3.  "'Say not a word,' he answered, 'in death's favour; I would ratherbe a paid servant in a poor man's house and be above ground thanking of kings among the dead. But give me news about son; is he goneto the wars and will he be a great soldier, or is this not so? Tell mealso if you have heard anything about my father Peleus- does hestill rule among the Myrmidons, or do they show him no respectthroughout Hellas and Phthia now that he is old and his limbs failhim? Could I but stand by his side, in the light of day, with the samestrength that I had when I killed the bravest of our foes upon theplain of Troy- could I but be as I then was and go even for a shorttime to my father's house, any one who tried to do him violence orsupersede him would soon me it.'
4.  Thus did they converse, and they had only a very little time leftfor sleep, for it was soon daybreak. In the meantime Telemachus andhis crew were nearing land, so they loosed the sails, took down themast, and rowed the ship into the harbour. They cast out their mooringstones and made fast the hawsers; they then got out upon the seashore, mixed their wine, and got dinner ready. As soon as they had hadenough to eat and drink Telemachus said, "Take the ship on to thetown, but leave me here, for I want to look after the herdsmen onone of my farms. In the evening, when I have seen all I want, I willcome down to the city, and to-morrow morning in return for yourtrouble I will give you all a good dinner with meat and wine."
5.  Telemachus answered, "Antinous, do not chide with me, but, godwilling, I will be chief too if I can. Is this the worst fate youcan think of for me? It is no bad thing to be a chief, for it bringsboth riches and honour. Still, now that Ulysses is dead there are manygreat men in Ithaca both old and young, and some other may take thelead among them; nevertheless I will be chief in my own house, andwill rule those whom Ulysses has won for me."
6.  "Then came also the ghost of Theban Teiresias, with his goldensceptre in his hand. He knew me and said, 'Ulysses, noble son ofLaertes, why, poor man, have you left the light of day and come downto visit the dead in this sad place? Stand back from the trench andwithdraw your sword that I may drink of the blood and answer yourquestions truly.'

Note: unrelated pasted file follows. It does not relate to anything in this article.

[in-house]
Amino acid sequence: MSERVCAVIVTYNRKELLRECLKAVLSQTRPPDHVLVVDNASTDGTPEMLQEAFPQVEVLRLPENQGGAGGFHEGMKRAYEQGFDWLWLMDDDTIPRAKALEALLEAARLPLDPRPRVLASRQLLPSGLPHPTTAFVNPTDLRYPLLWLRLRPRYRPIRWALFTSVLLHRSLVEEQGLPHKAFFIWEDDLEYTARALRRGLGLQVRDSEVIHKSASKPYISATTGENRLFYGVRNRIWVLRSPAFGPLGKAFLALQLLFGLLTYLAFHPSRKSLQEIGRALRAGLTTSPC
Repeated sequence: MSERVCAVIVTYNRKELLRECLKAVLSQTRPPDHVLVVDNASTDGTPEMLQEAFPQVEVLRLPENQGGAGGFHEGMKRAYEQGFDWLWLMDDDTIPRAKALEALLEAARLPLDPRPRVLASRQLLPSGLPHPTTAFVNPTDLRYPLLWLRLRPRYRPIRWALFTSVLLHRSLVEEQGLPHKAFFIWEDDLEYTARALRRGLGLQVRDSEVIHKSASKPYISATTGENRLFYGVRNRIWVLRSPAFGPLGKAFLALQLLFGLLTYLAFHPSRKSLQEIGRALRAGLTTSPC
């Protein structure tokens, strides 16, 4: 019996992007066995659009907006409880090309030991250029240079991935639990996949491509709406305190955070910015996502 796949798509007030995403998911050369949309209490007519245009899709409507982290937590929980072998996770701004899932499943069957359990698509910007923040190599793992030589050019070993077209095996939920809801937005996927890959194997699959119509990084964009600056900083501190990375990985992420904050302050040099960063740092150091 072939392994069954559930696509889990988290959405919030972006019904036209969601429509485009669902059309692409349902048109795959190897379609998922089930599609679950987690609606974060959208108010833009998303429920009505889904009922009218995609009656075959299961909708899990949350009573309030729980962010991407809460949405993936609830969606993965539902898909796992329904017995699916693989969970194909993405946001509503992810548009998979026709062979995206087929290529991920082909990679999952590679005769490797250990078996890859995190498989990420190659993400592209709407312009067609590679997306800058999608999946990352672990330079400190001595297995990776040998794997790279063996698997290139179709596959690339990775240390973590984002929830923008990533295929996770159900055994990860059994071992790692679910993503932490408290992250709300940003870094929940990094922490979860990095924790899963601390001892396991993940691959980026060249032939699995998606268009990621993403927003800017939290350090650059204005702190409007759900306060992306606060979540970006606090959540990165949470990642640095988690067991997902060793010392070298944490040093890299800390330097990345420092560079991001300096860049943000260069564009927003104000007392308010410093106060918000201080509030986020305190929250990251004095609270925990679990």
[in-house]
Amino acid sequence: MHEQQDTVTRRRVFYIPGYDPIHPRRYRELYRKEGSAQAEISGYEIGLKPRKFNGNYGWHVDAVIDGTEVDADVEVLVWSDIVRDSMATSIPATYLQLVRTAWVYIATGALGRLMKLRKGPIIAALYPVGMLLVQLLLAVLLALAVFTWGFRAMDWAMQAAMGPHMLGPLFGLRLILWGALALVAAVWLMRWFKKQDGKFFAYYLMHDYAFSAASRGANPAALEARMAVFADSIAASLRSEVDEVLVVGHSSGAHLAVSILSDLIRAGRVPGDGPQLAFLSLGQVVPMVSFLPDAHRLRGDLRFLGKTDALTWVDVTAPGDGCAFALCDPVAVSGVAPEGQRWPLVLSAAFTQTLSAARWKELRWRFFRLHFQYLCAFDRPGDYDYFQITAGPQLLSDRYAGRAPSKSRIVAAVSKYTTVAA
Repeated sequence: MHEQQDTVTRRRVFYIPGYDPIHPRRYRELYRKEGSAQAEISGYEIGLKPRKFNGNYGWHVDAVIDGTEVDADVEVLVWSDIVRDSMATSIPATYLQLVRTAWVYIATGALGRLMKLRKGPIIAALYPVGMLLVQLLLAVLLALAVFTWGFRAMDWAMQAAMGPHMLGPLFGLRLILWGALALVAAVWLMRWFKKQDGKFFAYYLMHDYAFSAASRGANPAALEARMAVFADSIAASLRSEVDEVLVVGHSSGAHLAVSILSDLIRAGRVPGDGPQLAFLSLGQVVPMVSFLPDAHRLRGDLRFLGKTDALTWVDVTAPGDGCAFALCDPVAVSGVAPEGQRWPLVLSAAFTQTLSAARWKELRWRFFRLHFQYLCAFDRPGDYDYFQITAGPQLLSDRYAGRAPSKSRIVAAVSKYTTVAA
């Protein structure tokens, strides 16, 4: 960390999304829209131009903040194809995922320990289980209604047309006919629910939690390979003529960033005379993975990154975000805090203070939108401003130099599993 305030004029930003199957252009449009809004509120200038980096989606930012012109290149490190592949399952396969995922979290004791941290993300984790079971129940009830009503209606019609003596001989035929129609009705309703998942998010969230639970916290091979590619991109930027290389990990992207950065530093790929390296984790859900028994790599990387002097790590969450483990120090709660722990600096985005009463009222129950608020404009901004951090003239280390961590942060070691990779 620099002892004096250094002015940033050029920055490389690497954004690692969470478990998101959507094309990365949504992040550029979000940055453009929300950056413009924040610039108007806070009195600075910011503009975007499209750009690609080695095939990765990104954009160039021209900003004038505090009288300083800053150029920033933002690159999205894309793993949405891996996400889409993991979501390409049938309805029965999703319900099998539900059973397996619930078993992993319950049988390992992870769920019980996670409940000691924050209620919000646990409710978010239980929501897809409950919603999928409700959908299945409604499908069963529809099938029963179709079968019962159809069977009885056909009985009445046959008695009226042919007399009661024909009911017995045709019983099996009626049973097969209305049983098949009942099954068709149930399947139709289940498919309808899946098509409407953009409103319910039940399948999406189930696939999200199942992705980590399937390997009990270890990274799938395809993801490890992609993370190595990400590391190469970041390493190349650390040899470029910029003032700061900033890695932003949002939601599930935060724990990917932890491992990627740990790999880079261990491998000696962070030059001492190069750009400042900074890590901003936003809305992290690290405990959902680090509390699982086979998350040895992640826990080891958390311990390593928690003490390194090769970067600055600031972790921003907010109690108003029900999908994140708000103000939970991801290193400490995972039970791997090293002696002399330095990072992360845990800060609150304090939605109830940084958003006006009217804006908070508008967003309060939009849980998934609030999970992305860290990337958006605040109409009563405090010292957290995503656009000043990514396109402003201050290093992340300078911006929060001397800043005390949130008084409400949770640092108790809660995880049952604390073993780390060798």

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1.  Then Ulysses said: "Pray, Alcinous, do not take any such notion intoyour head. I have nothing of the immortal about me, neither in bodynor mind, and most resemble those among you who are the mostafflicted. Indeed, were I to tell you all that heaven has seen fitto lay upon me, you would say that I was still worse off than theyare. Nevertheless, let me sup in spite of sorrow, for an empty stomachis a very importunate thing, and thrusts itself on a man's notice nomatter how dire is his distress. I am in great trouble, yet it insiststhat I shall eat and drink, bids me lay aside all memory of my sorrowsand dwell only on the due replenishing of itself. As for yourselves,do as you propose, and at break of day set about helping me to gethome. I shall be content to die if I may first once more behold myproperty, my bondsmen, and all the greatness of my house."
2.  Then nurse Euryclea said, "My child, what are you talking about? butyou were all hard of belief and have made up your mind that yourhusband is never coming, although he is in the house and by his ownfire side at this very moment. Besides I can give you another proof;when I was washing him I perceived the scar which the wild boar gavehim, and I wanted to tell you about it, but in his wisdom he would notlet me, and clapped his hands over my mouth; so come with me and Iwill make this bargain with you- if I am deceiving you, you may haveme killed by the most cruel death you can think of."
3.  But King Neptune, who was returning from the Ethiopians, caughtsight of Ulysses a long way off, from the mountains of the Solymi.He could see him sailing upon the sea, and it made him very angry,so he wagged his head and muttered to himself, saying, heavens, so thegods have been changing their minds about Ulysses while I was awayin Ethiopia, and now he is close to the land of the Phaeacians,where it is decreed that he shall escape from the calamities that havebefallen him. Still, he shall have plenty of hardship yet before hehas done with it."
4.  With these words he led the way, and the others followed after. Aservant hung Demodocus's lyre on its peg for him, led him out of thecloister, and set him on the same way as that along which all thechief men of the Phaeacians were going to see the sports; a crowd ofseveral thousands of people followed them, and there were manyexcellent competitors for all the prizes. Acroneos, Ocyalus, Elatreus,Nauteus, Prymneus, Anchialus, Eretmeus, Ponteus, Proreus, Thoon,Anabesineus, and Amphialus son of Polyneus son of Tecton. There wasalso Euryalus son of Naubolus, who was like Mars himself, and wasthe best looking man among the Phaecians except Laodamas. Three sonsof Alcinous, Laodamas, Halios, and Clytoneus, competed also.